Meetings of peripatetic improvisers form regular occurrences in these straitened times, but by uniting a quintet of musicians from three continents, each from different countries, Anemone takes the custom to extremes. Of course free improvisation provides a touchstone which transcends any cultural or language differences. Perhaps the surprise comes in realizing that A Wing Dissolved In Light, recorded at the 2013 Tampere Jazz Happening, was not a one off but rather merely the first document of an enduring project begun in 2010. Certainly the nature of the output merits further encounters in spite of the logistical difficulties which must ensue.
Evidence of the understanding which has developed emerges quickly in the fast changing configurations between the five pieces. The evolving subgroupings offer an alternative to the collective paradigm in which each partner participates most of the time. As a consequence there's always something new, the variety of transitory moods often provoking the thought: how did we get here? In particular the interchange between English saxophonist John Butcher and American pocket trumpeter Peter Evans constitutes a wonder of the modern world. Both bring an inherent musicality to their exploratory technical advances which engages as much as it astounds.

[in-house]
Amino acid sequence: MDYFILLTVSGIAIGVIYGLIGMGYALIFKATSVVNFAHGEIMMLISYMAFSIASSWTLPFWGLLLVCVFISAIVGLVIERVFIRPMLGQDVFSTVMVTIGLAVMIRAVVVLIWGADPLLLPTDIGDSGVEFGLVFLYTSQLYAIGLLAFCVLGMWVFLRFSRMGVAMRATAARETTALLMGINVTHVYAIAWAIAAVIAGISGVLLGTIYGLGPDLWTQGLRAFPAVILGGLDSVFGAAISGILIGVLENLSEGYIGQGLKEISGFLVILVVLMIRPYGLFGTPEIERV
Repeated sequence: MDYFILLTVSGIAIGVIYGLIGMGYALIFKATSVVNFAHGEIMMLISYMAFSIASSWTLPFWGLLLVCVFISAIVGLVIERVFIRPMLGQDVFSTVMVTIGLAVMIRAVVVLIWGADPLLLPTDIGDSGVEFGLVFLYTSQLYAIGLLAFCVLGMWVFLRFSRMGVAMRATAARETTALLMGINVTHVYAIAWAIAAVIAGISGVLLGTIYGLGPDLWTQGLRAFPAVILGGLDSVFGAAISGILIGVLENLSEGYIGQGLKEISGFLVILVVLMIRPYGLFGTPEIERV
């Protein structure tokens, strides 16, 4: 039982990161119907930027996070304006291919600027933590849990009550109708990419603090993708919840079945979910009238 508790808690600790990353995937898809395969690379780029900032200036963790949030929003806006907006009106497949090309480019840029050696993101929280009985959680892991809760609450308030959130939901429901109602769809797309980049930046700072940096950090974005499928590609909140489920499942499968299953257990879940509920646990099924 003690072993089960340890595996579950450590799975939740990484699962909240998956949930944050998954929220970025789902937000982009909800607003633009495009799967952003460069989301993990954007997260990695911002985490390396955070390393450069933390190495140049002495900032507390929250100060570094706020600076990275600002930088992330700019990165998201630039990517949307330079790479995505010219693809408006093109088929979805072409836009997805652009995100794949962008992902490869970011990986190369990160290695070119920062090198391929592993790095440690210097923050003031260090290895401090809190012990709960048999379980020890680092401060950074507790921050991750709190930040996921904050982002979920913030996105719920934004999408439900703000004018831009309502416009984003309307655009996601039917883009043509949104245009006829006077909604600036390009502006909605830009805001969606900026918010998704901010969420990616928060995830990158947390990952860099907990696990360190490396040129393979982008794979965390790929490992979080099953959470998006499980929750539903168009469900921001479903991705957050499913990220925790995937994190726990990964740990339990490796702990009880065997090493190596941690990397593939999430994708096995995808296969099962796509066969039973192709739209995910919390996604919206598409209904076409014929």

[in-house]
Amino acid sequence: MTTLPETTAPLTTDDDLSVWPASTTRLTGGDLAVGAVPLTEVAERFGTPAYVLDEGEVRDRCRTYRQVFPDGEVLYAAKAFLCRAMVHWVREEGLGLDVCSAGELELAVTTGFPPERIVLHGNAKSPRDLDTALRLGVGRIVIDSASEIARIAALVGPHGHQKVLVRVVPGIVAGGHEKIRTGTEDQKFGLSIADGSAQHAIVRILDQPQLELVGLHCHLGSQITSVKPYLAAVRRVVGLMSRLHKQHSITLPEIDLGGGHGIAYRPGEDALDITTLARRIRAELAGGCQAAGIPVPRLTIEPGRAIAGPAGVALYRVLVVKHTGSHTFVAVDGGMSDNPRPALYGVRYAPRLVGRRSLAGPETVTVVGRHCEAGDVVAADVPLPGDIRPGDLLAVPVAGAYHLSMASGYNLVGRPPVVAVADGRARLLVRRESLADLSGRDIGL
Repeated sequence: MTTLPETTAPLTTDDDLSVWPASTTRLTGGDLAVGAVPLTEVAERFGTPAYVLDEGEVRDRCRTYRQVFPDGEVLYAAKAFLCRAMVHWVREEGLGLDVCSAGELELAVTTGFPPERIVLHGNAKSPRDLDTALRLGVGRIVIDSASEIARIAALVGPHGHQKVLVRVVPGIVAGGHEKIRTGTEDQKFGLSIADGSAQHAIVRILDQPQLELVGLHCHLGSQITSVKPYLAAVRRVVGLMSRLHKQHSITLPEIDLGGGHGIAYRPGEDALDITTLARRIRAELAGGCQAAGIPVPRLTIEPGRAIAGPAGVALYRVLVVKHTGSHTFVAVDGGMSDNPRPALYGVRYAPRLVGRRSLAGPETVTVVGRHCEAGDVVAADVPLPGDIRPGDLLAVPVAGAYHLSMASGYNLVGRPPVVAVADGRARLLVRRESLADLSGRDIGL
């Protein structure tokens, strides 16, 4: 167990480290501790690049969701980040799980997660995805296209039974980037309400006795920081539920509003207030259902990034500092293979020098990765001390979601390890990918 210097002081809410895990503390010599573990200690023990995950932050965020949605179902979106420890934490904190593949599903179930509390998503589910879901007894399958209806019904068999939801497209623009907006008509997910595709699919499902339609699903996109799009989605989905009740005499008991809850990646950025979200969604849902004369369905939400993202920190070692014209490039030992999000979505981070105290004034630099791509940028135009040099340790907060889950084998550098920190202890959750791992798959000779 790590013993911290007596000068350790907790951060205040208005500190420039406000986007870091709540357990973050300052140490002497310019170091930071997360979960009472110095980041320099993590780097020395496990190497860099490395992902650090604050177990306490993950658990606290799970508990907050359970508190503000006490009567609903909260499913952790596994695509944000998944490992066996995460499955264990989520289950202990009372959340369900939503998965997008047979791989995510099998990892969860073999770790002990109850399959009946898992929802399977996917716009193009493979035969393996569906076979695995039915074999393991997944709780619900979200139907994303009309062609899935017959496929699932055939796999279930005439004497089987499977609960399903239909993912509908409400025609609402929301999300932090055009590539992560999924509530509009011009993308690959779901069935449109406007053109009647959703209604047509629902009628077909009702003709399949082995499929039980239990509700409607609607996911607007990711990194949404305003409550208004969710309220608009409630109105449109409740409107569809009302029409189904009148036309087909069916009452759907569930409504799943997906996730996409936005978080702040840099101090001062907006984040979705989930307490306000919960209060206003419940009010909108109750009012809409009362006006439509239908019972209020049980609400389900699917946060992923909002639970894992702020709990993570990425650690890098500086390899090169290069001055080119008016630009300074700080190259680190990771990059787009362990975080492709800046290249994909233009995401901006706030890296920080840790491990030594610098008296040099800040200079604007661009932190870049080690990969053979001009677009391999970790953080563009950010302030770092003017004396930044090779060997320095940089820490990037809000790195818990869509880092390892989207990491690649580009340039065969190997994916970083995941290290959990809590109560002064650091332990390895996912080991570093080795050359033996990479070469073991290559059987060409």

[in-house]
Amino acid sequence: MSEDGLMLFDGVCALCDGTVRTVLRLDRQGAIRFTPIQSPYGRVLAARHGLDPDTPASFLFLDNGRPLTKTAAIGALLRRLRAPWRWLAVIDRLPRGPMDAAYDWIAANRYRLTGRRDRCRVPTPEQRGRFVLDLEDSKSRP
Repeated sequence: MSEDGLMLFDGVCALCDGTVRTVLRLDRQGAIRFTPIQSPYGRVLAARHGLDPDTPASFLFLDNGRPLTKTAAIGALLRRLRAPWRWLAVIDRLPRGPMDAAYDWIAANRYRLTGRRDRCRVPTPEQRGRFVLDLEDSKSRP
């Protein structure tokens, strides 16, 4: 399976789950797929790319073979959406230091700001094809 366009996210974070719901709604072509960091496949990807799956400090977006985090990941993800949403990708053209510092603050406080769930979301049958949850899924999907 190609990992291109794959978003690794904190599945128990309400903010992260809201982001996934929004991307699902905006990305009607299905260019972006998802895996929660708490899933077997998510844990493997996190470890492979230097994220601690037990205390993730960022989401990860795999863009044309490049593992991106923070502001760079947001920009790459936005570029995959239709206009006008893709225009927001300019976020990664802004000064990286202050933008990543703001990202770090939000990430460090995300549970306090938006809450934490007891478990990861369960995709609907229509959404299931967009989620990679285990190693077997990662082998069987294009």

Butcher excels at sternly controlled overtones, but also taps into near fire music passion. Evans similarly possesses prodigious technique manifest in a headlong spate of wildly inventive buzzes, whistles and drones. On drums, Germany's Paul Lovens acts as an agent provocateur, disrupting and stimulating to makes things happen. French pianist Frédéric Blondy takes a percussive approach seesawing between dampened rattles and picked out figures which add a complementary but bumpy flow, while Berlin-based Australian Clayton Thomas' nimble, contrapuntal bass supplies a growling undertow.
Straight away from the opening "Part I" tension arises from the contrast between Lovens' shimmering cymbal pulse and the elongated trumpet and tenor sustains. Later lingering circular breathed siren tones from soprano saxophone and trumpet can't help but get the heart racing. Blondy becomes more prominent on " Part II," enjoying what almost passes for a piano trio, where he pitches midway between Bud Powell and Cecil Taylor, paced by Thomas' dexterous commentary, although Lovens doesn't wholly buy in, accentuating tappy timbres rather than beat. It's a masterful performance in which the quintet fully but sensitively exploits the opportunities afforded it.
Une Aile Dissolute Dans La Lumiere (Part I); Une Aile Dissolute Dans La Lumiere (Part II).
Peter Evans: pocket trumpet; John Butcher: tenor and soprano saxophones; Frédéric Blondy: piano; Clayton Thomas: double bass; Paul Lovens: selected and unselected drums and cymbals.
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